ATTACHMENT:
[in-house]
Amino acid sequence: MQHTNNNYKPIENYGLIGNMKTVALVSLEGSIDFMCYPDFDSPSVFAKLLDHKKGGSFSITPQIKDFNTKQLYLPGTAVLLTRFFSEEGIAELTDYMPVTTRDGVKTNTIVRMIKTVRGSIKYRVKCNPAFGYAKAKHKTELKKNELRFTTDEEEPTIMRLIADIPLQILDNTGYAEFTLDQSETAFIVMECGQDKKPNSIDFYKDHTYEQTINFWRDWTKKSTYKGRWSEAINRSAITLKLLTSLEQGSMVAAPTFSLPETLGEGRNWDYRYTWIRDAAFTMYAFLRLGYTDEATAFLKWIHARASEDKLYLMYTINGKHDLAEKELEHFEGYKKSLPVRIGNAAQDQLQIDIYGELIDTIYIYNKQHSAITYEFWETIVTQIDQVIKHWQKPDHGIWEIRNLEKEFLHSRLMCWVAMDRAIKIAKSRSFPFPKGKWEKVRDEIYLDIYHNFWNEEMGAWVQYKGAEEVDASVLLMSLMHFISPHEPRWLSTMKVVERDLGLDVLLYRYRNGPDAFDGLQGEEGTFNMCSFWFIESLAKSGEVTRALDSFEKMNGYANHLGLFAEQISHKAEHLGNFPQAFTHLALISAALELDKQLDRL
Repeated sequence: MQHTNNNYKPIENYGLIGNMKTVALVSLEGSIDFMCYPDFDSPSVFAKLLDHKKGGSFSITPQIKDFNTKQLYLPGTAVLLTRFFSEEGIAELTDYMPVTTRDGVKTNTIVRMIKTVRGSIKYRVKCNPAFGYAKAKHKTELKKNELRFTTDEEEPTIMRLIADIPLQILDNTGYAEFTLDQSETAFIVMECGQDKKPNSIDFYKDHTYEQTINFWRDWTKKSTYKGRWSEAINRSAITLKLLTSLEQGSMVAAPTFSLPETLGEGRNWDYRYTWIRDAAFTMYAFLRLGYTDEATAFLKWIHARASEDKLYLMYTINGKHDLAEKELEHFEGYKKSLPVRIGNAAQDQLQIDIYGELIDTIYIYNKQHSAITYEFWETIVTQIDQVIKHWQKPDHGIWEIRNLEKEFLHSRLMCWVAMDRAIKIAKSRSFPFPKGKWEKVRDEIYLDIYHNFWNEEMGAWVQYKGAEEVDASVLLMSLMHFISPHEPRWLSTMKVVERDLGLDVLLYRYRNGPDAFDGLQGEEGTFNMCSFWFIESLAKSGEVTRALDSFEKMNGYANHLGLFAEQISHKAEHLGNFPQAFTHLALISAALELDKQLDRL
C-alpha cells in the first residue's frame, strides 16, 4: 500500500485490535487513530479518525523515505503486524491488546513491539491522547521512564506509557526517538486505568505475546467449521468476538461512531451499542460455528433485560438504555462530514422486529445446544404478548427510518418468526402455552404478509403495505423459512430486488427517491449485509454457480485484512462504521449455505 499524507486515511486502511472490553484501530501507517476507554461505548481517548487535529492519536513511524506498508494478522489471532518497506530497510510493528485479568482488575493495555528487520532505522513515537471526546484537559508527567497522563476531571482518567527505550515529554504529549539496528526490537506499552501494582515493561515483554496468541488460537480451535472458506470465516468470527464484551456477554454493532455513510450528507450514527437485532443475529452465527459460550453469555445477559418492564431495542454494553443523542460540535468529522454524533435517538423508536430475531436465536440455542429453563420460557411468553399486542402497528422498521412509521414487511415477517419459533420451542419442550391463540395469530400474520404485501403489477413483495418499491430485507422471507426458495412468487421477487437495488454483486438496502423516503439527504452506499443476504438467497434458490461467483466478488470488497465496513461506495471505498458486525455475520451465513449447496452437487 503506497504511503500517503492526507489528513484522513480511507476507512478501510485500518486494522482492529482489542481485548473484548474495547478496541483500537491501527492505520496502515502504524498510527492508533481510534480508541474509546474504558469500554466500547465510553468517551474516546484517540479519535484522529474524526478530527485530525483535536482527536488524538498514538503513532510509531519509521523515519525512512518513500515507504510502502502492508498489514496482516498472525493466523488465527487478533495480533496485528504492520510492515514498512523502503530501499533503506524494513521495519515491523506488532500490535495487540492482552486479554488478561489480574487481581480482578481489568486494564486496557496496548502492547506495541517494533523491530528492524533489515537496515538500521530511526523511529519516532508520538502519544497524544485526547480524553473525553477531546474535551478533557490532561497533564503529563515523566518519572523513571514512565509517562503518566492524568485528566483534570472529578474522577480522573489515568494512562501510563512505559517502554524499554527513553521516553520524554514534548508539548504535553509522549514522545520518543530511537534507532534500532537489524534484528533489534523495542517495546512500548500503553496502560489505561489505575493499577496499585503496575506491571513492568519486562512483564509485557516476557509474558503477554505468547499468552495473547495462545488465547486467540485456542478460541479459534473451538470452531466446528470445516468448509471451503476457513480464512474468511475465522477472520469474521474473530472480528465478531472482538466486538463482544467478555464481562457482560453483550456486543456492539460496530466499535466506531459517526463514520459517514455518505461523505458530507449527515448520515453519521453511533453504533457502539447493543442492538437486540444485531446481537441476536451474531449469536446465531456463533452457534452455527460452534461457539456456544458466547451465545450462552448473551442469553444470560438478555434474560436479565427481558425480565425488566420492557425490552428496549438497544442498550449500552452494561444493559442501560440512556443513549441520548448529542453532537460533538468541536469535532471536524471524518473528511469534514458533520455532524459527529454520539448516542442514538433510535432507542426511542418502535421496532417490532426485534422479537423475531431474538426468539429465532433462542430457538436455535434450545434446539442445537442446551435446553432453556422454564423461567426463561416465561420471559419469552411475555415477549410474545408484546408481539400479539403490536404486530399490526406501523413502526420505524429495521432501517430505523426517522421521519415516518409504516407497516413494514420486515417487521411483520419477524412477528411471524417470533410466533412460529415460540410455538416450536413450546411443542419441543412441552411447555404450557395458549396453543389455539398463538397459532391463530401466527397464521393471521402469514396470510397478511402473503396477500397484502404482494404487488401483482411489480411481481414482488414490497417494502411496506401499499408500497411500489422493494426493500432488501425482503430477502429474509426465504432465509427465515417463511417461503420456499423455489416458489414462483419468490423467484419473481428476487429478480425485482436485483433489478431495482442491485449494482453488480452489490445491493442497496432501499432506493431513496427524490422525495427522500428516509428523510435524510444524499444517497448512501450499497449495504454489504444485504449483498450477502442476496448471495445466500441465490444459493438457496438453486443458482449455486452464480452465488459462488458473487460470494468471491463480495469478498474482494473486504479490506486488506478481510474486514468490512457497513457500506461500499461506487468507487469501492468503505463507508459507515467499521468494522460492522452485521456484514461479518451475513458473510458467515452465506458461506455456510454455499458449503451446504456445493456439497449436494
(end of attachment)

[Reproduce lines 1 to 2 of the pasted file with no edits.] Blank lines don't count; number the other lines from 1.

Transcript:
[in-house]
Amino acid sequence: MQHTNNNYKPIENYGLIGNMKTVALVSLEGSIDFMCYPDFDSPSVFAKLLDHKKGGSFSITPQIKDFNTKQLYLPGTAVLLTRFFSEEGIAELTDYMPVTTRDGVKTNTIVRMIKTVRGSIKYRVKCNPAFGYAKAKHKTELKKNELRFTTDEEEPTIMRLIADIPLQILDNTGYAEFTLDQSETAFIVMECGQDKKPNSIDFYKDHTYEQTINFWRDWTKKSTYKGRWSEAINRSAITLKLLTSLEQGSMVAAPTFSLPETLGEGRNWDYRYTWIRDAAFTMYAFLRLGYTDEATAFLKWIHARASEDKLYLMYTINGKHDLAEKELEHFEGYKKSLPVRIGNAAQDQLQIDIYGELIDTIYIYNKQHSAITYEFWETIVTQIDQVIKHWQKPDHGIWEIRNLEKEFLHSRLMCWVAMDRAIKIAKSRSFPFPKGKWEKVRDEIYLDIYHNFWNEEMGAWVQYKGAEEVDASVLLMSLMHFISPHEPRWLSTMKVVERDLGLDVLLYRYRNGPDAFDGLQGEEGTFNMCSFWFIESLAKSGEVTRALDSFEKMNGYANHLGLFAEQISHKAEHLGNFPQAFTHLALISAALELDKQLDRL